3. Cut down Russell Westbrook’s playing time
This is hard to do because the Los Angeles Lakers are paying him $91 million over this season and next but it is time to realize that Russell Westbrook is not the star that they thought they were trading for.
If Westbrook did not have his name and his resume then the Lakers would have already cut his minutes. Westbrook is having a negative impact on the team and while you cannot cut him out entirely, he probably should not be playing 30 minutes per game.
That is hard to do with the ego of these superstars but Westbrook would be so much better as a sixth man off the bench that does not play much with LeBron James also on the court. Can the Lakers convince Westbrook to come off the bench? Definitely not, but he needs fewer minutes.
Casual fans that look at the counting stats might advocate for Westbrook and blame the bad depth for the Lakers’ struggles. While the bad depth is also an issue, Westbrook has been the issue.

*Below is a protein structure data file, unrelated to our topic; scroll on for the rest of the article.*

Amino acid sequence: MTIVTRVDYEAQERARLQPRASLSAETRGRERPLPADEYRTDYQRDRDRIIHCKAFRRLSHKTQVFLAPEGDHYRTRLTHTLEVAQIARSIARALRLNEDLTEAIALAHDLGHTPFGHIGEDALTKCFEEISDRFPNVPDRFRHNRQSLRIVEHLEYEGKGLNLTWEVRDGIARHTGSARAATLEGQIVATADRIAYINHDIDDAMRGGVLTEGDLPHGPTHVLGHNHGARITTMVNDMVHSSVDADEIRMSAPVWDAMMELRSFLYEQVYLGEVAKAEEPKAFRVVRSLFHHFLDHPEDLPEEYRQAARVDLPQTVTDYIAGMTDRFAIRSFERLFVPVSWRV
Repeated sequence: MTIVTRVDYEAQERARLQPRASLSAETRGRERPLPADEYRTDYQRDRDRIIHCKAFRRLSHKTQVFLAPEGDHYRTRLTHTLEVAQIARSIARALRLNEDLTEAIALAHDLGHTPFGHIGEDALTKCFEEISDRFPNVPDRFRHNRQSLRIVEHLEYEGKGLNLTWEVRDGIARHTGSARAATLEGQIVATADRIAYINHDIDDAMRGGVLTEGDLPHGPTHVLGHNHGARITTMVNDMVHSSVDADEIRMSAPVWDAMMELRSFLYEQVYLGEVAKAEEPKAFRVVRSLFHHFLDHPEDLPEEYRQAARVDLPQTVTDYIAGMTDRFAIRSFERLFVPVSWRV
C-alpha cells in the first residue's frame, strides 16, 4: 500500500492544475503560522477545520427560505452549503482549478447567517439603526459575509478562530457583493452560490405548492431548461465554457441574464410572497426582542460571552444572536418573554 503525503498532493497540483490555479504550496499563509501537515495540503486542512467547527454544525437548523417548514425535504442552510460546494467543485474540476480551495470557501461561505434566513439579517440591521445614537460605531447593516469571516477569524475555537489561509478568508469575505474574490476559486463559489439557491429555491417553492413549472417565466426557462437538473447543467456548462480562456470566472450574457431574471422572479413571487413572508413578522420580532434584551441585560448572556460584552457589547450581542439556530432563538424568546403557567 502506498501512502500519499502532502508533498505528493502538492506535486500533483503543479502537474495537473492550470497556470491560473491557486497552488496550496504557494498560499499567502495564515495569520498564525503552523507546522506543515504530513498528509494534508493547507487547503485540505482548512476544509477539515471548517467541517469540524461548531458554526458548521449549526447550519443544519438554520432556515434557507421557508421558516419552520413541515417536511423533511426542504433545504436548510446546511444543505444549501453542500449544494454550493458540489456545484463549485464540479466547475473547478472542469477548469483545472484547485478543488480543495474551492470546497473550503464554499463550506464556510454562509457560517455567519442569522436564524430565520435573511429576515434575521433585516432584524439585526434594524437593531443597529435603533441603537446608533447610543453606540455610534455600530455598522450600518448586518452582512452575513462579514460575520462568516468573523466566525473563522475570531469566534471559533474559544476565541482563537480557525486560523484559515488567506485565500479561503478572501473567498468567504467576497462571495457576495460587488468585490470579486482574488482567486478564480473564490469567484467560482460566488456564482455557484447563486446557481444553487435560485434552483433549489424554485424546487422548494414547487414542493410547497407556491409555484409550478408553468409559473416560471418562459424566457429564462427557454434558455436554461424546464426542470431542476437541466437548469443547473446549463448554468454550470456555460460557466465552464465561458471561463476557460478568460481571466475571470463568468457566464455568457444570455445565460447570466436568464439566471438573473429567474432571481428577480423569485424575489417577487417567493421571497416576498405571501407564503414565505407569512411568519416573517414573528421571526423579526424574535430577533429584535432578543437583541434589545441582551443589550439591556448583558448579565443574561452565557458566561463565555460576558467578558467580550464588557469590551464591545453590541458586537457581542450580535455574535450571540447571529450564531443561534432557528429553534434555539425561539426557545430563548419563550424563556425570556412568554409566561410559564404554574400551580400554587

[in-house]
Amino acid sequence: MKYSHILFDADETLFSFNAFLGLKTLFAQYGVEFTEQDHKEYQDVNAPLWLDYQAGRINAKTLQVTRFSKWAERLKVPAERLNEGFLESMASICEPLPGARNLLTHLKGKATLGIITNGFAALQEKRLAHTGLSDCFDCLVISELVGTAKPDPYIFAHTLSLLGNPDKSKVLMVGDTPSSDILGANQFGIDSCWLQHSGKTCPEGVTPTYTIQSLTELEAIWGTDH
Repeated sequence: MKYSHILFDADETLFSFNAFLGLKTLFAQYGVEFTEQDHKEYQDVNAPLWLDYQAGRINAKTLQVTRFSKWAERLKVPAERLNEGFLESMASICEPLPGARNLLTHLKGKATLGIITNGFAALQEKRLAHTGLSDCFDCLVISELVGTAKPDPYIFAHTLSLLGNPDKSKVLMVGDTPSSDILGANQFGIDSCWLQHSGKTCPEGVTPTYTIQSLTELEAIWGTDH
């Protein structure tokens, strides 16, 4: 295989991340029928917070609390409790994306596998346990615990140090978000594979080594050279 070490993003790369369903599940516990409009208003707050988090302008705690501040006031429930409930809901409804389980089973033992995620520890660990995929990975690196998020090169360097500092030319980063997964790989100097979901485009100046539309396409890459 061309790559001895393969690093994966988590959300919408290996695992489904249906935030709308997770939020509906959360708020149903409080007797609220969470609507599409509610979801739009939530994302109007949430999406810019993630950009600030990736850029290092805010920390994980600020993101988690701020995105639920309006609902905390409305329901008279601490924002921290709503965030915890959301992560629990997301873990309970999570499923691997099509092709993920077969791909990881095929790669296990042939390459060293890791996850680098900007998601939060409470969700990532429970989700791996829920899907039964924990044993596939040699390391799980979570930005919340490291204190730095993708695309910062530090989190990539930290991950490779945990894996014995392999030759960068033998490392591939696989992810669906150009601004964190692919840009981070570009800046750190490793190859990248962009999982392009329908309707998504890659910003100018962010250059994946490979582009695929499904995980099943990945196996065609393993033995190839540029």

Even if he is not the worst player on the team, trading for him is what forced the Lakers to make all of the other moves. Westbrook’s contract puts the team in a bind and it doesn’t help when the Lakers are statistically better without him.
Westbrook has played 672 minutes this season and has spent 256 minutes on the bench. In those 256 minutes the Lakers have a net rating that is 6.8 points better than when he is on the court. That is not a small number nor a coincidence. The Lakers are leaps and bounds better when Westbrook is sitting.
The Lakers’ net rating with Westbrook on the court is -5.2, which would rank 26th in the NBA. With Westbrook on the bench, the Lakers’ net rating is 1.6, which would rank 12th. There are still other issues, but the Lakers are a bottom-five team with him on the court and a top-12 team with him sitting.
That is undeniable evidence that Frank Vogel needs to sit Russell Westbrook down more. But will he? Probably not.